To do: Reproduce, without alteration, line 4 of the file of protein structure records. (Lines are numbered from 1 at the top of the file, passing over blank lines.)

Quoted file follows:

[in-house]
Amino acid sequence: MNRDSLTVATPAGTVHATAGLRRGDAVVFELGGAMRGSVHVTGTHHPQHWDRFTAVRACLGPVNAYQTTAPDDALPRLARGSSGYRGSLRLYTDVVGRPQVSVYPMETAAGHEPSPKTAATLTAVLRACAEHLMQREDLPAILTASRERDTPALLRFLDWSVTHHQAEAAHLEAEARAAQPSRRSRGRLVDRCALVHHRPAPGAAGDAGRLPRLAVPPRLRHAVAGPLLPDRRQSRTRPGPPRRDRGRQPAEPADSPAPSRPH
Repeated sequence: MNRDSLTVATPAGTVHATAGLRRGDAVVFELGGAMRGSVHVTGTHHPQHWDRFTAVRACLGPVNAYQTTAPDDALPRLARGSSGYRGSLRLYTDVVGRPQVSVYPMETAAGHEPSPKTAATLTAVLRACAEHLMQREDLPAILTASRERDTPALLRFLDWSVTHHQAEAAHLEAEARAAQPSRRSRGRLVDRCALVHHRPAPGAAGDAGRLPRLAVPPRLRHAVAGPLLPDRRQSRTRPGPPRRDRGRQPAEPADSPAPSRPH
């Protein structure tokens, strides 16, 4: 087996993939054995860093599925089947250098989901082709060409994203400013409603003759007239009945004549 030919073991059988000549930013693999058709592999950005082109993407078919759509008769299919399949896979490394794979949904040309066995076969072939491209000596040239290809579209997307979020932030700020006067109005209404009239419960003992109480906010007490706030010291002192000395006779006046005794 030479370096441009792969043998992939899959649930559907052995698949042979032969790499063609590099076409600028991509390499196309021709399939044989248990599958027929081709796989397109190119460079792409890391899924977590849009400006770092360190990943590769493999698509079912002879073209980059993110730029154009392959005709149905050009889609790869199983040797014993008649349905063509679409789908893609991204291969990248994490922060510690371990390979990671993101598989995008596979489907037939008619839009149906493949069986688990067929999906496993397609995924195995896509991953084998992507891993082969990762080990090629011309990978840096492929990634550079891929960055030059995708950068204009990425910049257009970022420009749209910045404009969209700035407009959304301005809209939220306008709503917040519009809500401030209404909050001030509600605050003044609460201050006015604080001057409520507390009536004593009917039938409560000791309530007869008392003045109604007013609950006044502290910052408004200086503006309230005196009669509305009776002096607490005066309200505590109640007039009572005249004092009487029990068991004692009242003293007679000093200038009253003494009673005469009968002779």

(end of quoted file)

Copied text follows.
């Protein structure tokens, strides 16, 4: 087996993939054995860093599925089947250098989901082709060409994203400013409603003759007239009945004549 030919073991059988000549930013693999058709592999950005082109993407078919759509008769299919399949896979490394794979949904040309066995076969072939491209000596040239290809579209997307979020932030700020006067109005209404009239419960003992109480906010007490706030010291002192000395006779006046005794 030479370096441009792969043998992939899959649930559907052995698949042979032969790499063609590099076409600028991509390499196309021709399939044989248990599958027929081709796989397109190119460079792409890391899924977590849009400006770092360190990943590769493999698509079912002879073209980059993110730029154009392959005709149905050009889609790869199983040797014993008649349905063509679409789908893609991204291969990248994490922060510690371990390979990671993101598989995008596979489907037939008619839009149906493949069986688990067929999906496993397609995924195995896509991953084998992507891993082969990762080990090629011309990978840096492929990634550079891929960055030059995708950068204009990425910049257009970022420009749209910045404009969209700035407009959304301005809209939220306008709503917040519009809500401030209404909050001030509600605050003044609460201050006015604080001057409520507390009536004593009917039938409560000791309530007869008392003045109604007013609950006044502290910052408004200086503006309230005196009669509305009776002096607490005066309200505590109640007039009572005249004092009487029990068991004692009242003293007679000093200038009253003494009673005469009968002779």